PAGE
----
Thank You: Japanese Up-Down Structure
Finally, for the first time since the beginning of the Heaven and the Earth, the Japanese language has revealed its true appearance.
The Japanese grammar has finally revealed its supreme point.
Closely scrutinizing the mere Japanese phrase of “arigato" (meaning “thank you") has enabled me to reach its supreme point at last.
Exactly because that supreme point exists, the Japanese language can be like the way it is.
Exactly because that supreme point exists, you can also identify the reason of existence of the Japanese archipelago and people.
Without the supreme point, in fact, the Japanese language would break down. Without it, the reason for the Japanese archipelago and people would get lost. That is, what I want to call the “national atmosphere" of Japan would get lost.
Since the period from the end of the Edo era into the Meiji era [in the middle of the 1800s], a large number of what they call “Japanese grammar" have been created by modeling after the grammars of western languages. Unfortunately, however, none of these versions of “Japanese grammar" is worthwhile being called genuine Japanese grammar.
The existing versions of Japanese grammar actually lack the supreme point that makes the Japanese language be the way it should be. And you cannot expect a flavor of Japan’s “national atmosphere" to arise from any of the existing versions.
Since ancient times, traditional Japanese songs known as “yamato-uta" have been considered to be something that could move the Heaven and the Earth without using any physical force and make even a demon feel like crying, according to the introduction to the collection of traditional Japanese songs known as “Kokinshu." Ancient people did believe in the power of the spirit of words in the Japanese language.
In addition, it has always been said that the Japanese language “originated at the time of the beginning of the Heaven and the Earth" (according to the above introduction to the “Kokinshu" collection of songs) and that “Japan is a country blessed with the sprit of words" (according to another collection of Japanese traditional songs known as “Man’yoshu").
Nevertheless, the true appearance of the Japanese language has been deeply veiled in mystery until only today. A story that the Japanese language that originated at the beginning of the Heaven and the Earth would shake the unexplainable spirit of words and move even the Heaven and the Earth has been handed down simply by tradition — on a short string with vain hope.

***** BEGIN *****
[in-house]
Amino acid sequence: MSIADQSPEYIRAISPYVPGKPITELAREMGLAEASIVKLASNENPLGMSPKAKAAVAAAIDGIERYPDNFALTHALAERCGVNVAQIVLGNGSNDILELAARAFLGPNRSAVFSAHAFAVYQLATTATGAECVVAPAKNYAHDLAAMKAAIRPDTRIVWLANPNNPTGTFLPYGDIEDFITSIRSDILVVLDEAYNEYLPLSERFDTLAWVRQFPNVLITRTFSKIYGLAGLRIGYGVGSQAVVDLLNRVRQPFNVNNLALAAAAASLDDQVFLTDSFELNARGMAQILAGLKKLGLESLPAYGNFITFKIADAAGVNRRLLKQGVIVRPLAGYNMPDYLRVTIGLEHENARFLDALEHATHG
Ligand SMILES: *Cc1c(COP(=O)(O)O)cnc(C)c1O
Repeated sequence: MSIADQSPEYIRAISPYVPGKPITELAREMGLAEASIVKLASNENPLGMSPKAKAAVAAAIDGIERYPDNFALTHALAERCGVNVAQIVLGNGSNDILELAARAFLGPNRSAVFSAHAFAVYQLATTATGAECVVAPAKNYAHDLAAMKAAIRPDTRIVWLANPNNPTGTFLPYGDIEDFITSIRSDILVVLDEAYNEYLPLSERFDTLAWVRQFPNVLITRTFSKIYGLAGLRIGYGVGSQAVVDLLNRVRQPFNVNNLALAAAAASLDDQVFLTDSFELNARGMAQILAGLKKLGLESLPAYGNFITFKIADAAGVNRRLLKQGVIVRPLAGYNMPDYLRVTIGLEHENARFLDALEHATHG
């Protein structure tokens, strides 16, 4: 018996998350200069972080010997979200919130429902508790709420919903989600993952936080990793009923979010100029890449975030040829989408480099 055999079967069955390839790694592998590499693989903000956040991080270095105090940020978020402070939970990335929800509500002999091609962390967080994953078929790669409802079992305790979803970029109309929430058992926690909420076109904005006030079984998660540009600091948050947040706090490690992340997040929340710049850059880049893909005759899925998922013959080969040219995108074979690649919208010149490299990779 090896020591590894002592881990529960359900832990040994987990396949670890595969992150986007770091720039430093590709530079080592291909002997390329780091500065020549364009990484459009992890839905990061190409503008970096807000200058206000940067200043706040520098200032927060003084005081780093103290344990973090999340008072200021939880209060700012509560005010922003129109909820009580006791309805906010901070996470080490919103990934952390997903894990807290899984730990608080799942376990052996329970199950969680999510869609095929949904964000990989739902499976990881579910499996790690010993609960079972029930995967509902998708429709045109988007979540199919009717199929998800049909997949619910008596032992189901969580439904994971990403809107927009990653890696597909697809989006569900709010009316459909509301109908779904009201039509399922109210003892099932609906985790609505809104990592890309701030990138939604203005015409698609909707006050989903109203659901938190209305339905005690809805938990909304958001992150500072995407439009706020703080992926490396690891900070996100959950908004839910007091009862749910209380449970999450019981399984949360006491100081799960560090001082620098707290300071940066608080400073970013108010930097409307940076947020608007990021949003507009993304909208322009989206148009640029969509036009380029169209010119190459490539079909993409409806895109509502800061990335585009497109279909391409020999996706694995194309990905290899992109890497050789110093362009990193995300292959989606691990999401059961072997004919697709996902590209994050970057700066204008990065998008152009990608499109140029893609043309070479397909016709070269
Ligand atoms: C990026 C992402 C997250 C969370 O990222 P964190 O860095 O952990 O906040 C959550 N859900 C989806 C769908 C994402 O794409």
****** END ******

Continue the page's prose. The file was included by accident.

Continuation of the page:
Thus far, nobody has ever thought that it would become possible to scrutinize and clarify the power of the sprit of words by reason.
Now, however, the Japanese language has completely revealed its true appearance.
The rock door of mystery has now been opened to reveal the supreme point of the Japanese language.
Then, what is the “supreme point"?
It will be explained in detail in the main part of this book.
To help you get ready for understanding that supreme point, let me here outline one of the keywords: “Up-down Structure."
Members of an uncivilized tribe are known for the good skills with which they use bow and arrow. They shoot arrows at fish from a boat where they are on. The problem is that the fish they want to catch are covered with thick scales — too thick to be penetrated by any arrow when it is shot straight from the horizontal direction. Once a fish is located, therefore, the bowstring is drawn and released to shoot an arrow up into the sky. The arrow first goes up and then goes down, stabbing the back of the fish.
By analogy, the Japanese language is likened to this way of bow-and-arrow handling, because it first goes up and then goes down. It never rushes directly at the target.
Let’s call this structure unique to the Japanese language the “Up-down Structure."
By contrast, the English language has quite a different structure; it never strays from the route. It actually takes a shortcut to go directly to the target.
Let’s call this structure unique to the English language the “Shortcut Structure."